Mississippi Fred McDowell – Live at the Gaslight (2000) VBR
Fred McDowell was a one-man blues orchestra. Although sometimes playing in a trio setting, the recordings most considered ~classic~ consist of just him on voice and guitar, sometimes electric, sometimes acoustic. Like most, if not all, of his contemporaries in southern blues from the same era, he would cover all the bases with finesse and dexterity, supplying syncopated rhythms, counterpoint, and melody that can easily make you forget you are only listening to one person. Also like these contemporaries, McDowell was as comfortable playing uptempo as he was playing slow and mournful. He had what music critic Robert Palmer called ~deep blues~, and he had it in spades. There is an isomorphic unity to voice, word, and instrument here that has given me some insight as to why blues – really good blues, anyway – lifts my spirits when I feel I’ve reached my threshold for loneliness, regret, saudades.
Open tunings and bottleneck slide are also not exactly a novelty in southern blues, but McDowell stands out from his peers on this point for many reasons. His playing was extremely dynamic and gripping – precise when it called for precision, ragged and loose when the vibe called for it, subtle as a breeze or blunt as a hammer. Although I have yet to be disappointed by any of his recordings, and although I usually like my blues slow and smoldering, I have to mention how remarkable McDowell’s faster, uptempo material was. Urgent, full of fire, unhinged, building tension that begs for a release that never quite comes.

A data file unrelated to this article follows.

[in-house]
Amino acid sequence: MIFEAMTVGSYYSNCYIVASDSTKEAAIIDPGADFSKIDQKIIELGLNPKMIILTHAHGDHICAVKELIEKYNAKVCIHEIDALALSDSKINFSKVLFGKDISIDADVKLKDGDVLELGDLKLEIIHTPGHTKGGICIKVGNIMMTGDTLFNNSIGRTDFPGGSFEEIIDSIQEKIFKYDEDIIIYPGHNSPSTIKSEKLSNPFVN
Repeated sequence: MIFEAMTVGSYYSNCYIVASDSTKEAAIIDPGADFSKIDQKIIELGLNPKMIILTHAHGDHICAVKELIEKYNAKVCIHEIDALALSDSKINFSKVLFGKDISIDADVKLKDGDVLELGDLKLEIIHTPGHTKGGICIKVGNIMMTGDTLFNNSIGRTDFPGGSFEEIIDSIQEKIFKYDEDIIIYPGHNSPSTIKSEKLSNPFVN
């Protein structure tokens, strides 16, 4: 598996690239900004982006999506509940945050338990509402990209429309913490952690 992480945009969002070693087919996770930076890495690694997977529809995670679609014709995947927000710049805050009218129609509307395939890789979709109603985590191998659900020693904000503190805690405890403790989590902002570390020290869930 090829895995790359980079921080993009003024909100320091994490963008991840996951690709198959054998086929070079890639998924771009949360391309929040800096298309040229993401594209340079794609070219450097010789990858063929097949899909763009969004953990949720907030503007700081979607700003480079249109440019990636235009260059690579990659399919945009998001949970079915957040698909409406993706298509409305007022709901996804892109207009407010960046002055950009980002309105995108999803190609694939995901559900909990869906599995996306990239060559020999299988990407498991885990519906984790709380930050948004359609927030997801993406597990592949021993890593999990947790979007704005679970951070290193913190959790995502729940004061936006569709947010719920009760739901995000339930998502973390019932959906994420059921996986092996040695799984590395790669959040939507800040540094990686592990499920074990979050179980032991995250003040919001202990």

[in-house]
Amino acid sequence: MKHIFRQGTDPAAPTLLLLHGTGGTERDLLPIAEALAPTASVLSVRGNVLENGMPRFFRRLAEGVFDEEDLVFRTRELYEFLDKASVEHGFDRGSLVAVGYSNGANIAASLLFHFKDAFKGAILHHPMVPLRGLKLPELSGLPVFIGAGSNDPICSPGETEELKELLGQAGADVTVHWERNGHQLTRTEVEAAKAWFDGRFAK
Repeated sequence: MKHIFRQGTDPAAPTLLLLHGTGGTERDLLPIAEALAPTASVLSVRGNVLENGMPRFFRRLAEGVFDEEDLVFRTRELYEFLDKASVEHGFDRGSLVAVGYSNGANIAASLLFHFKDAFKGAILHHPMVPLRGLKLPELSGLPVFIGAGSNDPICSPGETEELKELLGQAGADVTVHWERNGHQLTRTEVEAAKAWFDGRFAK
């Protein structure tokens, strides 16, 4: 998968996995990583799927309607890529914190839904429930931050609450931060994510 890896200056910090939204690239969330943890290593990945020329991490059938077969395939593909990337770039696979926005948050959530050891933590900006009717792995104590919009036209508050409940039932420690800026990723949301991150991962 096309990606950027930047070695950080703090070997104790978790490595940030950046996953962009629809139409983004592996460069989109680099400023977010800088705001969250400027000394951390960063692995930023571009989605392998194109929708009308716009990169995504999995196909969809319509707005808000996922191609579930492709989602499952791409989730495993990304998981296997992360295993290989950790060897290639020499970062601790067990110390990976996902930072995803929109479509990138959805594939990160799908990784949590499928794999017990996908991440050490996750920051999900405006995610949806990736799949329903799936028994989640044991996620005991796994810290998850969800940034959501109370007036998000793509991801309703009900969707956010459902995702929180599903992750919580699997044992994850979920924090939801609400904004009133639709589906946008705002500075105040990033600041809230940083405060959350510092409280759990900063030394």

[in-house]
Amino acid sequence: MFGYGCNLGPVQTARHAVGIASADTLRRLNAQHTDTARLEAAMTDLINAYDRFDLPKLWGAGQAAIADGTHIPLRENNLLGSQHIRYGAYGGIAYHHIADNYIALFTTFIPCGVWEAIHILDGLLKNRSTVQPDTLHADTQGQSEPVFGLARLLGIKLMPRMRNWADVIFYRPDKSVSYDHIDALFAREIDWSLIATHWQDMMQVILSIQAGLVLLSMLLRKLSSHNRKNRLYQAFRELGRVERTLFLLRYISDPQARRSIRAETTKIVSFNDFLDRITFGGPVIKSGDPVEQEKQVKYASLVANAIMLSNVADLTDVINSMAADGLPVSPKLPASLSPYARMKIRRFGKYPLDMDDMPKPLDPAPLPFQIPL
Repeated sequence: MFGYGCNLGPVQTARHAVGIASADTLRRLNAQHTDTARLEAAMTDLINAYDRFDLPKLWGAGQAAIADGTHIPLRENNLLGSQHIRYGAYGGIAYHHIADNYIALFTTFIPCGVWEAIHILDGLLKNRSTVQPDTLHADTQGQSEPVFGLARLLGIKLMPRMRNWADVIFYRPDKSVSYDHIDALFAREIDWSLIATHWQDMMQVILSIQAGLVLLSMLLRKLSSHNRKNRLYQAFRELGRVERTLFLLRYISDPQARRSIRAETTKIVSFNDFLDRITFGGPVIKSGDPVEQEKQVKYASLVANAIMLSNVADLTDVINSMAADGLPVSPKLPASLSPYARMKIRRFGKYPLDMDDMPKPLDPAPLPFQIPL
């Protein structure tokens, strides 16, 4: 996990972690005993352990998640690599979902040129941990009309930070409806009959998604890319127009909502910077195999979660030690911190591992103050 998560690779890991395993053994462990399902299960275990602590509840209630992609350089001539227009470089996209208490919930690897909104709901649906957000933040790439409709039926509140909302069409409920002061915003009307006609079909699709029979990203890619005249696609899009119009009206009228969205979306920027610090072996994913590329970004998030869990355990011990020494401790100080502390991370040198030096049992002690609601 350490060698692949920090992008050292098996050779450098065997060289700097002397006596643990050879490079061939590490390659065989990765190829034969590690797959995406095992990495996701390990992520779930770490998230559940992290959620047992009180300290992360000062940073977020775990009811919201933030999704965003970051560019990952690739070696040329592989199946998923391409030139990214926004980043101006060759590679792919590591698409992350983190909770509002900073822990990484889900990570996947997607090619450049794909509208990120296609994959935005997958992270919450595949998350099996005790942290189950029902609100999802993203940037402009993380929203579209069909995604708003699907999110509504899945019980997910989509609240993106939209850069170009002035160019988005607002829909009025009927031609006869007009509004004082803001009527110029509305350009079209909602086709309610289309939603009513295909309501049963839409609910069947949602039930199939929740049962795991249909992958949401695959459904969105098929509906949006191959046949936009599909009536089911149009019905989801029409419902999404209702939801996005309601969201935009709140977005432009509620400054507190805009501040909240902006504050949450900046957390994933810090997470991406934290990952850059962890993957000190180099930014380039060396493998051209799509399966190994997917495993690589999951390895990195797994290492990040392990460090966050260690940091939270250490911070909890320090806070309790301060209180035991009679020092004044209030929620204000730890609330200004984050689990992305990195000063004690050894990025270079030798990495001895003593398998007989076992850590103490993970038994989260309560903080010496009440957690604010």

The material can become repetitive, especially on a long two-disk collection like this one, but there is corresponding trance-like magnetism as well created by that repetition. In the live performance documented here, McDowell is accompanied by a bassist (on fretless, I believe) who manages to be both unobtrusive and also to keep up with Fred’s tempo and meter changes that often confounded his occasional rhythm sections. By the second set, the audience is lit up enough to attempt clapping along to some numbers, which I find annoying but thankfully not obnoxious enough to the point of distraction. This is a worthy, perhaps even essential, document of Fred McDowell at the peak of his musical powers during the `blues revival` of the 1960s.
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